Easter, friends, Jelly Beans

Pull Over.

This morning, at 5:21AM to be exact, the jelly beans got pulled over.

SeaTac airport was quiet, people were orderly, I went to the correct scanner with my fake hip. All was well until I saw my bag drop-kicked out of the conveyer belt and sent to detention. Knitting needles? Never happens. Food? A tidy legitimate turkey wrap in my handbag. Hand cream? Always check that I am under 3oz.

A very serious, perhaps end-of-shift TSA agent was slamming bins into a cart when he saw my small roller and marched — ominously — to my bag, looking neither left or right, while I hopped into my shoes and scuttled to his kiosk.

“Unzipping” he said, not looking at me. I had an urge to laugh.

I tend to run from snow and ice and skiing every year, at least for February and March, to the Pacific Northwest. To each their own and enjoy, but I prefer rain, early daffodils and the cascade of time change that has the migrating song birds shouting outside my window by mid-March at 4:45AM.

Today I head back, for an exciting spring of family events and my late garden, friends and catchups. My bags have less clothes and more thrift finds this time, secured curbside. I am as always sad and excited at the same time.

“Anything sharp’ he continued — not a question.

“I am a knitter” has proven to be the best way to answer this. “Beware of needles” is more informative, but that cheeky humor once incurred a more extensive search than was necessary in a small regional airport. So I keep it simple.

He pulled on blue rubber gloves and began to rummage. Immediately yarn teetered precariously on the edge, an eye crayon threatened to bolt, magazines commenced to slip. Then he pulled out the offender: an unopened, brand new bag of Brach’s black jelly beans.

A tender memory: every spring for the last uncountable years I have returned to the frozen land before Easter and my dear friend across the street has placed a bag on my kitchen island for me, sometimes in a bunny-themed bowl from Marshall’s. After she passed in 2020 I skipped them for a couple of years: as grief goes. When my cousin brought a bag home for me this week I savored the amazing that somehow the memo had been passed on. Thanks, Lou.

So I packed them, in my carry-on no less because jeez, no thanks a sniffer dog grabs and runs with it while inspecting downstairs in baggage transfer.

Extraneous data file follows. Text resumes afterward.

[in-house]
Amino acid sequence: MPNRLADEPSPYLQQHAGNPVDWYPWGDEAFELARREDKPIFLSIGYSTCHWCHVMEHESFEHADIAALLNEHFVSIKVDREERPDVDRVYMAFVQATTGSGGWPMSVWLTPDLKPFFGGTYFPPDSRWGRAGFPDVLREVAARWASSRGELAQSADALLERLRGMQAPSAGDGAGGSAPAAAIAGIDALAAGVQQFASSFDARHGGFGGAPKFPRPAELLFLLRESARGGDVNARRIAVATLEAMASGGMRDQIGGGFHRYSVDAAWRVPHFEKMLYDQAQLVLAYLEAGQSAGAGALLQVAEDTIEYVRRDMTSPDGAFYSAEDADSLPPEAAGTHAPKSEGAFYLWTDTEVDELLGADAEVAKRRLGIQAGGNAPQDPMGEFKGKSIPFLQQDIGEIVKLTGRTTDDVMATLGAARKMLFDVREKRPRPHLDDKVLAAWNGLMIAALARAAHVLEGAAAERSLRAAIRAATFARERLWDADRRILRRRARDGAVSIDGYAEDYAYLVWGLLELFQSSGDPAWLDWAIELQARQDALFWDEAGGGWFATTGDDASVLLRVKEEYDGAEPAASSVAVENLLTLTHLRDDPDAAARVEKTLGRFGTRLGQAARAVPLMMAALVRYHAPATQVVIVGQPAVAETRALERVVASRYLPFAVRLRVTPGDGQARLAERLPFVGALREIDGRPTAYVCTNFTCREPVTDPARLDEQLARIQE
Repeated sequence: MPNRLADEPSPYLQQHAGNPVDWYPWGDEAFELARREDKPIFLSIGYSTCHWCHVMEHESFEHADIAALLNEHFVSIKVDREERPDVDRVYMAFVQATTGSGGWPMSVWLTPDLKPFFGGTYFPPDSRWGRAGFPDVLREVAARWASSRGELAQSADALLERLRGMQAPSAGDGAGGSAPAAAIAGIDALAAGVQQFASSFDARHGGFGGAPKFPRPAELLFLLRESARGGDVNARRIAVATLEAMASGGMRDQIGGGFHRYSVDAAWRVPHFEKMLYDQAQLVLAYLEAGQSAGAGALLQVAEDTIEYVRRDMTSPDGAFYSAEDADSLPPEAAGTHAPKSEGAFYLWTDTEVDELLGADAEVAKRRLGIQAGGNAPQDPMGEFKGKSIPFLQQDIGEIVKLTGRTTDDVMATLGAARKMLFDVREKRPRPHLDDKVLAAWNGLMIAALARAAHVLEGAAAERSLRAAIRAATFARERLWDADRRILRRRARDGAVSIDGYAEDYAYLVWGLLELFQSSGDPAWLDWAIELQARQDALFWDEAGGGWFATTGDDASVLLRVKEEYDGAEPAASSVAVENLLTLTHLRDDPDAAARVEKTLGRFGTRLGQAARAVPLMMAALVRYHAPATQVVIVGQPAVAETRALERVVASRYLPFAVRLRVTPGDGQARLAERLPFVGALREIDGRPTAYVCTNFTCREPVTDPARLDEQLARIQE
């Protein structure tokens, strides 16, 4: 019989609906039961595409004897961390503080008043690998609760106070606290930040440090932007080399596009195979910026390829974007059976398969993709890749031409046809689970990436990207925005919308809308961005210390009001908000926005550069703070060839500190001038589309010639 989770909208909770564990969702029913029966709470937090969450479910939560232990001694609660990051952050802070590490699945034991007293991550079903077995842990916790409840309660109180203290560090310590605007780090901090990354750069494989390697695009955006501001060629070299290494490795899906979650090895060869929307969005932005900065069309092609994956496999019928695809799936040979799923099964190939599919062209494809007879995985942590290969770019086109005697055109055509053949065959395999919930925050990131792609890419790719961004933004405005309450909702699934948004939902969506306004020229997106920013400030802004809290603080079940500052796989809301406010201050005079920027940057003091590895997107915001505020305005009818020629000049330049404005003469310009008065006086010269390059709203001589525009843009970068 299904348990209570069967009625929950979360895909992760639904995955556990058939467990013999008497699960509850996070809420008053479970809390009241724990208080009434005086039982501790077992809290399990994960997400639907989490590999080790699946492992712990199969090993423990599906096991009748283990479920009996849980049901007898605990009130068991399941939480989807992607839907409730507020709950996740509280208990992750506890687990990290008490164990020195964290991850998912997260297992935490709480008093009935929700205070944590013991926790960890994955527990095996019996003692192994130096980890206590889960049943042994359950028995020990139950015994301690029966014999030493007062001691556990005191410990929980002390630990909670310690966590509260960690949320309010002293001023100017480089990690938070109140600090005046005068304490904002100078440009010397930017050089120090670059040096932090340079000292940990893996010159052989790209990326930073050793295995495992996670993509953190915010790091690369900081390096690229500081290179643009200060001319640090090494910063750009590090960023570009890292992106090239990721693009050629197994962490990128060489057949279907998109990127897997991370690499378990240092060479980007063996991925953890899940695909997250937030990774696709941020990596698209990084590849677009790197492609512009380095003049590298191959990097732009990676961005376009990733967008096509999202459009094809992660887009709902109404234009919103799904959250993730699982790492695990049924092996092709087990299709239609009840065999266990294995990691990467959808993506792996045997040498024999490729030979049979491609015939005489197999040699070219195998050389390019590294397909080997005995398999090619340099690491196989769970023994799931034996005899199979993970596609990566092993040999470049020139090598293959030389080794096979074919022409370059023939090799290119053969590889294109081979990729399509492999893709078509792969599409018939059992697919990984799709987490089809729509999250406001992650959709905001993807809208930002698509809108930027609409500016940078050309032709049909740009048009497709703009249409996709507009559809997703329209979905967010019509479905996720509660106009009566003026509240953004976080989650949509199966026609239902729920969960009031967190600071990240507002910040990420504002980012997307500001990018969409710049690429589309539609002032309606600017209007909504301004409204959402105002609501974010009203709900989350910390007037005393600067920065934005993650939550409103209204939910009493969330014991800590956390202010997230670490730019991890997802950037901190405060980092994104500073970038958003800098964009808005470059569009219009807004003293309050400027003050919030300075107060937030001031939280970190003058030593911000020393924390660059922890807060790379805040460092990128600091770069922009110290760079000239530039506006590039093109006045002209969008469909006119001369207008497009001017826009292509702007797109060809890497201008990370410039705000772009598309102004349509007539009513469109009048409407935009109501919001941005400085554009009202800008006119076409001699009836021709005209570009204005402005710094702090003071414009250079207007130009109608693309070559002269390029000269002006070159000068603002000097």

The agent, not a smile or a chuckle, meticulously massaged the bag — every last jelly bean — through the packaging. He replaced it, zipped (stuffed) the bag together and pushed it across the counter.

I thought: my friend is laughing her pants off somewhere.

What is the simplest, most pleasurable act you can do today, for you and for another?

It’s the tiny big things.

National Women's Day, Success, Surge, Women


Early this morning I waited outside in a wintery mix for the doors to open at Apple. Through the glass walls the tech teams got ready for the day in a meeting that began with an International Women’s Day video played on the big screen; Michelle, Hillary, Malala, Maya Angelou flashed across the vast room. The employees clapped through the clips. I didn’t need to hear the audio to feel inspired.

At the end, this sentence hung on the screen until the doors opened:


I was a half hour early in panic mode so gratefully this focused my attention on something besides my blank, un-chargeable brand new iPhone 14. Who indeed?

Whether I go backwards or forwards in time, women have been the indelible, invincible marks on my life. From a grandmother who endured health challenges while holding up households, to one who became a Senator. To a mother who chose art over secretarial school. To my daughters who have strong careers and choose their lives, their way. To my future daughter-in-law who is the backbone of her job.

And my women friends and family: Writers, lawyers, negotiators, mothers, doctors, influencers, curators, designers — to name just a few of their remarkable talents.

Do I have to pick one? I am surrounded and always have been. And by men like my son who supports us all with grace and honor. My mother once said to me, when I balked at a PHD: “What did I burn my bra for?” We argued, for years, that I got where I did because of that bonfire that was her, and now I had to do my own blaze.

My phone had experienced a ‘surge’ and I learned how to reboot from a nice techie who took thirty seconds to identify and fix the problem. We conquer, one step at a time, in our surge of failures and successes. Cheers to you all, past, present and future.

Proud of them all.

MOG, Silence, Sparkle


This morning I was sewing a button onto my oldest most favorite peacoat listening to the water strike the hull while the ferry cut through Puget Sound.

In, out, cross over, cross under, swoosh, swoosh, swoosh.

Fully aware that I only had navy thread in my little sewing packet which was not ideal as the coat was black. Fully aware that my fingers were seizing up with cold. I persevered; in, out, under, over. Here is what struck me — I loved this thirty minute suspension of time, when I unclenched my teeth and listened. Focused on the minute. Not one need to move.

I miss suspended time, like the period of quarantine during covid when not a car was on the road and the earth was flooded with silence. My ears and mind opened to all the possibilities. So sue me; I loved spooling myself back onto my core being when it was mandated to stay still.